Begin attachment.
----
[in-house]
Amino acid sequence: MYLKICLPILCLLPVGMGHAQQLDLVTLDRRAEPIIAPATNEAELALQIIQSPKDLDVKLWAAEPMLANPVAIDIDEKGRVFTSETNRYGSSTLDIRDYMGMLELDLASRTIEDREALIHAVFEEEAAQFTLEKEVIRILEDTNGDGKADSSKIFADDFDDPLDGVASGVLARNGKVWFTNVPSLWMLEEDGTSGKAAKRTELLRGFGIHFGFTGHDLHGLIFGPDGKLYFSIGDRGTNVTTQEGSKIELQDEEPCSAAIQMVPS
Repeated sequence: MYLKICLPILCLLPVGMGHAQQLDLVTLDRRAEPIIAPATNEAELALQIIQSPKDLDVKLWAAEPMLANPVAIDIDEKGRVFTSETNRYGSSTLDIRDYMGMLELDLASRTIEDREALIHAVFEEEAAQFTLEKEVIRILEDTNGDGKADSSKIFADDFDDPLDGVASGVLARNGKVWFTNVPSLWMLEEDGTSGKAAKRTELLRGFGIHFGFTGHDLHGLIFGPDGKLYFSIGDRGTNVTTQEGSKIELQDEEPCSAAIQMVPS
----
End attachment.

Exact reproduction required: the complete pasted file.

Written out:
[in-house]
Amino acid sequence: MYLKICLPILCLLPVGMGHAQQLDLVTLDRRAEPIIAPATNEAELALQIIQSPKDLDVKLWAAEPMLANPVAIDIDEKGRVFTSETNRYGSSTLDIRDYMGMLELDLASRTIEDREALIHAVFEEEAAQFTLEKEVIRILEDTNGDGKADSSKIFADDFDDPLDGVASGVLARNGKVWFTNVPSLWMLEEDGTSGKAAKRTELLRGFGIHFGFTGHDLHGLIFGPDGKLYFSIGDRGTNVTTQEGSKIELQDEEPCSAAIQMVPS
Repeated sequence: MYLKICLPILCLLPVGMGHAQQLDLVTLDRRAEPIIAPATNEAELALQIIQSPKDLDVKLWAAEPMLANPVAIDIDEKGRVFTSETNRYGSSTLDIRDYMGMLELDLASRTIEDREALIHAVFEEEAAQFTLEKEVIRILEDTNGDGKADSSKIFADDFDDPLDGVASGVLARNGKVWFTNVPSLWMLEEDGTSGKAAKRTELLRGFGIHFGFTGHDLHGLIFGPDGKLYFSIGDRGTNVTTQEGSKIELQDEEPCSAAIQMVPS